“Limonene was shown to limit the growth of skin and mammary tumors in lab mice. The studies were followed up by a phase 1 clinical trial in humans.”
My favorite part of cleaning is the lemony scent my favorite products leave behind, but did you know that the same terpene that makes your house smell like a fruit stand is also one of the most popular in cannabis? If you’ve ever tried a strain that reminded you of grapefruit or lemon, or had yellow tips, then you’re familiar with limonene. It’s the second most common terpene in nature and, along with myrcene, one of the most commonly occurring terpenes in cannabis. Terpenes are fragrant oils that are secreted from cannabis strains, and citrus is known to elevate mood and lift spirits, which is probably why limonene, the citrusy aromatic that smells of lemon and orange, is on the most wanted list. The pleasing citrus scent is produced in the flower’s resin glands and is commonly used industrially to scent candles, cleaning products, and perfume, but it’s also common in medicine and has been used as an ingredient in medical tonics and treatments for centuries.
Limonene is formed during the growth process from geranyl pyrophosphate, the precursor to cannabinoids. Once it’s produced, it can either remain as limonene or convert to the other cannabis terpenes. It is present in trace amounts, generally less than 2%, while THC, the element that gets you high, makes up 10%-30% of a flower’s dry weight in most strains. There are plenty of reasons to seek out limonene strains. They are known to have anti-anxiety, antioxidant, and antibacterial properties, and promising implications for cancer treatment. In several small studies, it was found to reduce anxiety in lab mice, and also to reduce obsessive compulsive disorder like behavior. Despite these findings, little is known about what effect limonene has on the body and brain, and exactly how to achieve those benefits, but it does seem that high doses are needed to be effective.
From the studies that have occurred to date, high doses of limonene have shown potential for treating both internal and external conditions. It has shown to elevate mood and relieve stress, but also to treat heartburn and gastric reflux. Studies also indicate that it has anti-fungal and antibacterial properties (which is why it’s so prominent in cleaning products). It is also thought to improve absorption of other terpenes into the skin, digestive tract, and mucous membranes. It also shows promise for cancer treatment, due to its anti-tumor effects. Limonene was shown to limit the growth of skin and mammary tumors in lab mice. The studies were followed up by a phase 1 clinical trial in humans, and it was found that limonene was at least somewhat effective in suppressing and reducing the spread of breast cancer for nearly a year. Later studies found that daily limonene supplementation for 2-6 weeks suppresses a protein that promotes breast cancer tumor growth.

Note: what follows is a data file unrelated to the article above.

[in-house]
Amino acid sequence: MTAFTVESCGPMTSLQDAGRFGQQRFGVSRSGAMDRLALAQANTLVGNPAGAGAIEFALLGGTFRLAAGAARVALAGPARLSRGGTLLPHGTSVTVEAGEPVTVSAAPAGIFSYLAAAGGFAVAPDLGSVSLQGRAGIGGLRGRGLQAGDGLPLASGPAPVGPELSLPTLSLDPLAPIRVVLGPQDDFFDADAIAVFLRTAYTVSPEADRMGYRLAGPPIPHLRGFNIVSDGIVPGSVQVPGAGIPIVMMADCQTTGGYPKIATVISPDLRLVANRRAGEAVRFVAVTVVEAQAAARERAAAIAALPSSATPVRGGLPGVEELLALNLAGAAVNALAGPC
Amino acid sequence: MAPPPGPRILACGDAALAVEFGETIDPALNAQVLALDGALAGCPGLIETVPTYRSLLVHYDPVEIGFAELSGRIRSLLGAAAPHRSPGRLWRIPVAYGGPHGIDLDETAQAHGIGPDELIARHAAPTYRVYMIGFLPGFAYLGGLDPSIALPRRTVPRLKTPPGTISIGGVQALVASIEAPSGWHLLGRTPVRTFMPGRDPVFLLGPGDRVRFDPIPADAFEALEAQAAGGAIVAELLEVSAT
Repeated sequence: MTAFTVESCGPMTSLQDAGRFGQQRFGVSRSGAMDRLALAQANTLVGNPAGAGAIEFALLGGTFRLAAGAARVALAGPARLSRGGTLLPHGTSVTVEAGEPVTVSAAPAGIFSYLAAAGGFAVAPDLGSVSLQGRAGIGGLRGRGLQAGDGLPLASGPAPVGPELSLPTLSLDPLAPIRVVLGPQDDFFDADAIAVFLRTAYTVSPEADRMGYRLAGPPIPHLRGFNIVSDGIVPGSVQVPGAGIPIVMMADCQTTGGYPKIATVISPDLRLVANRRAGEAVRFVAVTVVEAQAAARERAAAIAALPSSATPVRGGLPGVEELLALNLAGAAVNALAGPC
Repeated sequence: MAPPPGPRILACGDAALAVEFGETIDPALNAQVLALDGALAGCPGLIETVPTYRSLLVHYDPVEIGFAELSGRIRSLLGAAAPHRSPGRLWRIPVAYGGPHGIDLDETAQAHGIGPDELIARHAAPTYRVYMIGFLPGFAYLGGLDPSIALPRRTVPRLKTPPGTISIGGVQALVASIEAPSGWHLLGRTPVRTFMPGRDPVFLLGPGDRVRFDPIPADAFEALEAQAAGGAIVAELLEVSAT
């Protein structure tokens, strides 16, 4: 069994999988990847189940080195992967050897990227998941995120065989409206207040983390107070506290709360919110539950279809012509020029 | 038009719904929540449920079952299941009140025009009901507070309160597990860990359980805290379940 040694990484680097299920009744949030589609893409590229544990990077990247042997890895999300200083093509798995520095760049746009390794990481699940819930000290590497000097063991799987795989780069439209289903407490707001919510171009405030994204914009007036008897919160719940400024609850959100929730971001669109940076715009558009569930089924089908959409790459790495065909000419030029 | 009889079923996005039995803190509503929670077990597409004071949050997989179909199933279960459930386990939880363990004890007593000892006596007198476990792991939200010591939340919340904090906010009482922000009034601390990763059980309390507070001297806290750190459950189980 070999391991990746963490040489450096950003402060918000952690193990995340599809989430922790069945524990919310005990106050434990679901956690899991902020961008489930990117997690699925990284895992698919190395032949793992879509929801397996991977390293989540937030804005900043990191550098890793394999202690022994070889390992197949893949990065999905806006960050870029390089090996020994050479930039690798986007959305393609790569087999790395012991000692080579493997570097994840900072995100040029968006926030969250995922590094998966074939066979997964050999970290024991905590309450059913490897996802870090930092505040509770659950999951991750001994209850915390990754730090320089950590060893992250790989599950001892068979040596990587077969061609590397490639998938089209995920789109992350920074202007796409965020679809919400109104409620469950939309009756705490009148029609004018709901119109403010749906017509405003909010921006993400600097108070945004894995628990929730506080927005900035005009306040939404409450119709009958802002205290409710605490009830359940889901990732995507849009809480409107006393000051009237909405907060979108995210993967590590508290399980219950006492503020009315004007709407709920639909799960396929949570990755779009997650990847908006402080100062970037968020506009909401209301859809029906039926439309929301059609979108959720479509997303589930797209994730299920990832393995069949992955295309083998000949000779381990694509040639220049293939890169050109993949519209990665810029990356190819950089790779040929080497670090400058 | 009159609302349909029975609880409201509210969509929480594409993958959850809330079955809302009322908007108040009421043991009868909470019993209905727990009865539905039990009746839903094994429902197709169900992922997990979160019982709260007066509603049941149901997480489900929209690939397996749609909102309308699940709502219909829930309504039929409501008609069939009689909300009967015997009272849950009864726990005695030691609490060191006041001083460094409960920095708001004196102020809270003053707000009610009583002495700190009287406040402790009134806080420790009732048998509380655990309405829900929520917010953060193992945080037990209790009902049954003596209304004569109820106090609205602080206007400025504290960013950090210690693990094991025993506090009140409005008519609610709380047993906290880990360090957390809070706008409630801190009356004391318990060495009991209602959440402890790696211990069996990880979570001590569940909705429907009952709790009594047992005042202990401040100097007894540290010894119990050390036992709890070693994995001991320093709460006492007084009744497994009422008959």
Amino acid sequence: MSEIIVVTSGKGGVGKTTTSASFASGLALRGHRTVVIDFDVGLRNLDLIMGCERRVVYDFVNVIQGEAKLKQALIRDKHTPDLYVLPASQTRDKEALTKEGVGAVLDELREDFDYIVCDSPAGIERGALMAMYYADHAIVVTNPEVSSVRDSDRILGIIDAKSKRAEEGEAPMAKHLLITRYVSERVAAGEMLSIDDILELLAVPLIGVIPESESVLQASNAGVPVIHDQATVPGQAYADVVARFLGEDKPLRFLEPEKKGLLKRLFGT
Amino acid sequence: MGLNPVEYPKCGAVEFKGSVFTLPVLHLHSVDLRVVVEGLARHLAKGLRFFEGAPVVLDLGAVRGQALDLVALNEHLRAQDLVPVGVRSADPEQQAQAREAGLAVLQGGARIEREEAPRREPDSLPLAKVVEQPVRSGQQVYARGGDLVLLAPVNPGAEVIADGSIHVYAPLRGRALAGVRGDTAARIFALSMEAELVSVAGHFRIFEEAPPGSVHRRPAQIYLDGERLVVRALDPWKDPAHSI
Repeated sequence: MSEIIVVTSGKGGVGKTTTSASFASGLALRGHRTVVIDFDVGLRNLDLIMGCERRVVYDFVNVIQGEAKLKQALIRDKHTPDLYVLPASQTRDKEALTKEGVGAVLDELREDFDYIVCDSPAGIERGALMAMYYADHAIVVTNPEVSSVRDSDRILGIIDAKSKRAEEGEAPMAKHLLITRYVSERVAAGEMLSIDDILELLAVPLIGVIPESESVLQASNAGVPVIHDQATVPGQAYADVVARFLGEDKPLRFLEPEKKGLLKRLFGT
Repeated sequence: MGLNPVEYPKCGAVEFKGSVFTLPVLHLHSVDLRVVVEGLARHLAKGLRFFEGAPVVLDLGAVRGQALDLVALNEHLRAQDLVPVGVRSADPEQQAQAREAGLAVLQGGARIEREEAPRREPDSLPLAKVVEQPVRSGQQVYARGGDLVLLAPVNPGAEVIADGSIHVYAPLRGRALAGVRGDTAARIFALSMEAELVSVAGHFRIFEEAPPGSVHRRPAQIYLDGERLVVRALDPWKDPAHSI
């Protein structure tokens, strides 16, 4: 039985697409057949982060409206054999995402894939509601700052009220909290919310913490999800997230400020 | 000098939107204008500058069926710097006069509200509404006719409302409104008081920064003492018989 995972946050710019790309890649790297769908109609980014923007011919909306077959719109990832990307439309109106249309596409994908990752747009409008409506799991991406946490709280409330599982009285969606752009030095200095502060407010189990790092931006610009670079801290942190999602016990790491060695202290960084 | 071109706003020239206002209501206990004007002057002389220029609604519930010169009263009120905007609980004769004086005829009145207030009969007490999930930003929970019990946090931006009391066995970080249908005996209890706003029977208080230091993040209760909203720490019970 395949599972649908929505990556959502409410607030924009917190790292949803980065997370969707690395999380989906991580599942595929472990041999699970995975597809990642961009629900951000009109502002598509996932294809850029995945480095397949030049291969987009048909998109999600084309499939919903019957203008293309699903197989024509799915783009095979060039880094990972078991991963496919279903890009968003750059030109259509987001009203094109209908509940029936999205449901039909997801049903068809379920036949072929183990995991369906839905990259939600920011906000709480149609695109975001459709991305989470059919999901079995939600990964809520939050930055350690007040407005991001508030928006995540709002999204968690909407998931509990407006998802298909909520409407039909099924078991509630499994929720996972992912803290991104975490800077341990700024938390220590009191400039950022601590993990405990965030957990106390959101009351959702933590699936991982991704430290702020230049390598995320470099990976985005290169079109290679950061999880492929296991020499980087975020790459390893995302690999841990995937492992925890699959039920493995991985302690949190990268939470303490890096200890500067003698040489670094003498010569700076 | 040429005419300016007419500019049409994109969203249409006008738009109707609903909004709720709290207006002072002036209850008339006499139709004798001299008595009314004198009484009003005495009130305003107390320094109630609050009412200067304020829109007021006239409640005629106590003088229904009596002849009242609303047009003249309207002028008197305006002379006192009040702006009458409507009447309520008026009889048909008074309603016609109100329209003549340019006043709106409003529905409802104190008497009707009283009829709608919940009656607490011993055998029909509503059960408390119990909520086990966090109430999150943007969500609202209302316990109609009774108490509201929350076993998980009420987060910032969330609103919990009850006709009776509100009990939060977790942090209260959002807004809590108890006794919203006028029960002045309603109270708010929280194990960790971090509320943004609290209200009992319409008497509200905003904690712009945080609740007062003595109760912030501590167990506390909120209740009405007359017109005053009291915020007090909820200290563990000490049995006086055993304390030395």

Studies show that high doses of limonene are needed to be effective, and quantities are needed beyond what may be present in cannabis alone, and there is no evidence to ultimately conclude that cannabis that is high in limonene is effective as cancer treatment. There is much more to learn about terpenes and their effects. Inhalation increases serotonin and dopamine levels in key regions of the brain associated with anxiety, depression, and OCD. What’s unclear is whether it just smells good and stimulates the brain’s olfactory system, or if it actually affects the brain cells themselves.
Not every strain that smells like lemon or grapefruit has limonene. The lemony scent is not due to one terpene, but a combination of all that the strain contains. However, color can be an indicator, since many strains that contain the color yellow do contain high levels of limonene. Levels vary widely based on genetics, curing processes, and growing techniques, and the only way to really know whether your strain is high in limonene is to sample from a lab tested batch. Popular strains that tend to be limonene dominant include Banana OG, Black Cherry Soda, Do-Si-Dos, and Wedding Cake, which can be consumed orally or inhaled. Even though limonene can be consumed in high quantities, there is too much of a good thing. Adverse effects can be felt at doses of about one gram per kg per pound of bodyweight. This is significantly higher than most strains of cannabis, but limonene extract can be consumed as a dietary supplement, so consult your physician before adding substantial amounts of limonene to your diet.